To go into the rest of the plot would be to relive it, and at this point I’d much rather keep my memories of what the series used to be instead of acknowledging what it’s become. Suffice it to say that this is the coldest Indiana Jones film yet, thanks in no small part to the advent of CGI in the gap between this film and 1989’s Indiana Jones and the Last Crusade. Many of the action sequences rely on an increasingly blurry presentation of what looks like the good guy fighting what might be the bad guy in the middle of what’s definitely a fake jungle. It’s in one of these scenes that Mutt, tangled in a vine, begins swinging from branch to branch before landing in a Russian jeep and beating up the villains, aided by the monkeys who’d been swinging right alongside him. The sequence is an unfortunate parallel to the rest of the film: It’s not particularly exciting, and it’s not particularly funny; it’s just a bad idea.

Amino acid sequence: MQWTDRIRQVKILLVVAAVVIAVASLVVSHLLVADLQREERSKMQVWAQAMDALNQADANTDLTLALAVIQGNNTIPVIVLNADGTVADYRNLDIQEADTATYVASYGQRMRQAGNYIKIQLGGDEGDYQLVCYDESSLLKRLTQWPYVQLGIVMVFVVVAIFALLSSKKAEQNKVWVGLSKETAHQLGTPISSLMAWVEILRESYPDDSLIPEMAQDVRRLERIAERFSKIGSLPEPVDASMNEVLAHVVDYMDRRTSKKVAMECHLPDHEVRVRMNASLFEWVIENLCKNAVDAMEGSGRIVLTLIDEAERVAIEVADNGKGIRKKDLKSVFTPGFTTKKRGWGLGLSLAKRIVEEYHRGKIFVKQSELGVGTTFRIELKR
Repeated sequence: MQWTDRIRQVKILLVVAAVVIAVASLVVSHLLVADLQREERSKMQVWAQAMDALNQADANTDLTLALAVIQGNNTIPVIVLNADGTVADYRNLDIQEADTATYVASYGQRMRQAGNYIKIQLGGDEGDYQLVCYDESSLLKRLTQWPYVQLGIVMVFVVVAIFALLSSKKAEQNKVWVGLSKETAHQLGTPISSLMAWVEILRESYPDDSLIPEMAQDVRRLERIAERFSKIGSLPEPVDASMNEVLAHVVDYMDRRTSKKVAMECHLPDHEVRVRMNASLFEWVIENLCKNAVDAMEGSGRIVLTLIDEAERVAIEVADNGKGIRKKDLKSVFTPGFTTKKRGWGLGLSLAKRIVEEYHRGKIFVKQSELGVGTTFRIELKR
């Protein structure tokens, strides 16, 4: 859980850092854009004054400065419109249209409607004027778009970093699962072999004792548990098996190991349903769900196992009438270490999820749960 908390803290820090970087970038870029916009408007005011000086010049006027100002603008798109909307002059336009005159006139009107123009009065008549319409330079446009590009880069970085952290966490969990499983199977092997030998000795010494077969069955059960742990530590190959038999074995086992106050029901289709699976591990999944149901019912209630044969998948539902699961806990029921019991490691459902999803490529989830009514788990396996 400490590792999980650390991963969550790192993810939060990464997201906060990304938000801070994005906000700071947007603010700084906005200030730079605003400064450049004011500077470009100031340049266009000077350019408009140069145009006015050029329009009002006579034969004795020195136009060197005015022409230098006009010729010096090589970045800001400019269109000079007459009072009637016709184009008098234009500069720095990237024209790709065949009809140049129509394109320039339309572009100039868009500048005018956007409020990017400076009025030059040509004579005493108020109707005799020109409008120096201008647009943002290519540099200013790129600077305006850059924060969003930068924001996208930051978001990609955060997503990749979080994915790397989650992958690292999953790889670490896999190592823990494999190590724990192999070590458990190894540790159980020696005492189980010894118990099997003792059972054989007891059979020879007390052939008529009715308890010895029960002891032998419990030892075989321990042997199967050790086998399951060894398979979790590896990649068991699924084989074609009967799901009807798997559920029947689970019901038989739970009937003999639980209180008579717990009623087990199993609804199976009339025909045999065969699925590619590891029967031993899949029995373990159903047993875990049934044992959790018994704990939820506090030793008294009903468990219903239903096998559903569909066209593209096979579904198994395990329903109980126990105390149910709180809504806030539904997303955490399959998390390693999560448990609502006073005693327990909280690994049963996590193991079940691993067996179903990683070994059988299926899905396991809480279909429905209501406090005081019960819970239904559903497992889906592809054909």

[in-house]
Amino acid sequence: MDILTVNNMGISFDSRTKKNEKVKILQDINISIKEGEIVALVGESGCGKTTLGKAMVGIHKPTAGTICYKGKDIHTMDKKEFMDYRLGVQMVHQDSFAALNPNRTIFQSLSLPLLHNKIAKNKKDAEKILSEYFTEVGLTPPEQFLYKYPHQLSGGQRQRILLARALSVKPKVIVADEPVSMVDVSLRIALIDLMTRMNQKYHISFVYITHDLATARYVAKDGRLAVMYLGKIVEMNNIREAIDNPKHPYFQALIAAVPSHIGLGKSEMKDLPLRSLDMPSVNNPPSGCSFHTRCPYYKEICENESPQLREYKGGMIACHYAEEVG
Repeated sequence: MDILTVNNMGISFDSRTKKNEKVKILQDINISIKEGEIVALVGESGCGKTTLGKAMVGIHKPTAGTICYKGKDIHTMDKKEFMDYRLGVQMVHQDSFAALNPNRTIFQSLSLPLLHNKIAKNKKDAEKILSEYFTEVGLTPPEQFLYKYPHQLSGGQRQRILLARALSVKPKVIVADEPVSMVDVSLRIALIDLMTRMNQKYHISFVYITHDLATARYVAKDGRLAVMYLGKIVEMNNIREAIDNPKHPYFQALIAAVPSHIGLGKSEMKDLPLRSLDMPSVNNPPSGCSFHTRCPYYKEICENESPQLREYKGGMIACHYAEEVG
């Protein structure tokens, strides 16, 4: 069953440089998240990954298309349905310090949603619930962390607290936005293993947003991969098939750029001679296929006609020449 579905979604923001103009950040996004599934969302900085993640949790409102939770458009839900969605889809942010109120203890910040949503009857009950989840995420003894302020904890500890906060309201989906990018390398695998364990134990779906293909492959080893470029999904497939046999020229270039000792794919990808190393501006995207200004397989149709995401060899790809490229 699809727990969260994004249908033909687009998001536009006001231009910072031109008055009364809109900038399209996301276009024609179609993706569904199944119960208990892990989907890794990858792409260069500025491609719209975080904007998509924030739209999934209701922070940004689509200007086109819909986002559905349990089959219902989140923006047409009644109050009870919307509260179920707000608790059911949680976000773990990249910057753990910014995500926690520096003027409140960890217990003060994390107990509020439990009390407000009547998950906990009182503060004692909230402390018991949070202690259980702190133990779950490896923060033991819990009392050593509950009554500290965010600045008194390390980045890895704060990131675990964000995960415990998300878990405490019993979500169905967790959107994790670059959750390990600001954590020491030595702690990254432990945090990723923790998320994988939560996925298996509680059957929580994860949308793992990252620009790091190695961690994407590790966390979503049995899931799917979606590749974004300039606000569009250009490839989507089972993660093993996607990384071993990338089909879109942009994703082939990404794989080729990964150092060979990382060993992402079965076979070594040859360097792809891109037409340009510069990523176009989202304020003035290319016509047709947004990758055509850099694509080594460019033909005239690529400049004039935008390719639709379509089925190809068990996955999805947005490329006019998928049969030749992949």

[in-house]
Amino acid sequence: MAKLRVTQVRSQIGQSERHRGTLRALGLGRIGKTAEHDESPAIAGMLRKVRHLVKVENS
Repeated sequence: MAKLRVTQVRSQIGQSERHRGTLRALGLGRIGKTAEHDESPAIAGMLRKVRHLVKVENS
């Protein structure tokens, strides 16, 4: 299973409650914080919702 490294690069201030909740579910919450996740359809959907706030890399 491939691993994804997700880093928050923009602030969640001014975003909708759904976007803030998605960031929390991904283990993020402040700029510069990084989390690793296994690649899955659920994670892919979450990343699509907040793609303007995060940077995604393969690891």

Daniel Carlson is the managing editor of Pajiba and a low-level employee at a Hollywood industry magazine. You can visit his blog, Slowly Going Bald.It's the Years and the Mileage
Film Reviews | May 23, 2008 | Comments ()